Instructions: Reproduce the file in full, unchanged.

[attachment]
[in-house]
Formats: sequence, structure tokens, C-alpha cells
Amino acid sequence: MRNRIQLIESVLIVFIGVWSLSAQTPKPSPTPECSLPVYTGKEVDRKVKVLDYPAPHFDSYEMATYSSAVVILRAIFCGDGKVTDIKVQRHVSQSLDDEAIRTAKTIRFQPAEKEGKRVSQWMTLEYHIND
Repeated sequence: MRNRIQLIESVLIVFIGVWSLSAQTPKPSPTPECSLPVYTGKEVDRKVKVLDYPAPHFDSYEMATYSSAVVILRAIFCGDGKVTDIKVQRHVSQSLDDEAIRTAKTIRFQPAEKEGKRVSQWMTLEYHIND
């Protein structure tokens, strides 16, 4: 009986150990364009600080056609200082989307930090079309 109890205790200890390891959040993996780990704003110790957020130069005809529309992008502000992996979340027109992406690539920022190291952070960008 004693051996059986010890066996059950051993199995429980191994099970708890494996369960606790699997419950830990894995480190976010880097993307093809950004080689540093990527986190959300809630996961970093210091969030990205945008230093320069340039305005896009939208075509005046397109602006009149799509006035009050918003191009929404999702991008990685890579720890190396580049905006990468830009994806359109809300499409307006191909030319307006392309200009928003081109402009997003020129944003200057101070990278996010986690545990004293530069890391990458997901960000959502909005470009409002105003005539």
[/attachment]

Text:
[in-house]
Formats: sequence, structure tokens, C-alpha cells
Amino acid sequence: MRNRIQLIESVLIVFIGVWSLSAQTPKPSPTPECSLPVYTGKEVDRKVKVLDYPAPHFDSYEMATYSSAVVILRAIFCGDGKVTDIKVQRHVSQSLDDEAIRTAKTIRFQPAEKEGKRVSQWMTLEYHIND
Repeated sequence: MRNRIQLIESVLIVFIGVWSLSAQTPKPSPTPECSLPVYTGKEVDRKVKVLDYPAPHFDSYEMATYSSAVVILRAIFCGDGKVTDIKVQRHVSQSLDDEAIRTAKTIRFQPAEKEGKRVSQWMTLEYHIND
């Protein structure tokens, strides 16, 4: 009986150990364009600080056609200082989307930090079309 109890205790200890390891959040993996780990704003110790957020130069005809529309992008502000992996979340027109992406690539920022190291952070960008 004693051996059986010890066996059950051993199995429980191994099970708890494996369960606790699997419950830990894995480190976010880097993307093809950004080689540093990527986190959300809630996961970093210091969030990205945008230093320069340039305005896009939208075509005046397109602006009149799509006035009050918003191009929404999702991008990685890579720890190396580049905006990468830009994806359109809300499409307006191909030319307006392309200009928003081109402009997003020129944003200057101070990278996010986690545990004293530069890391990458997901960000959502909005470009409002105003005539």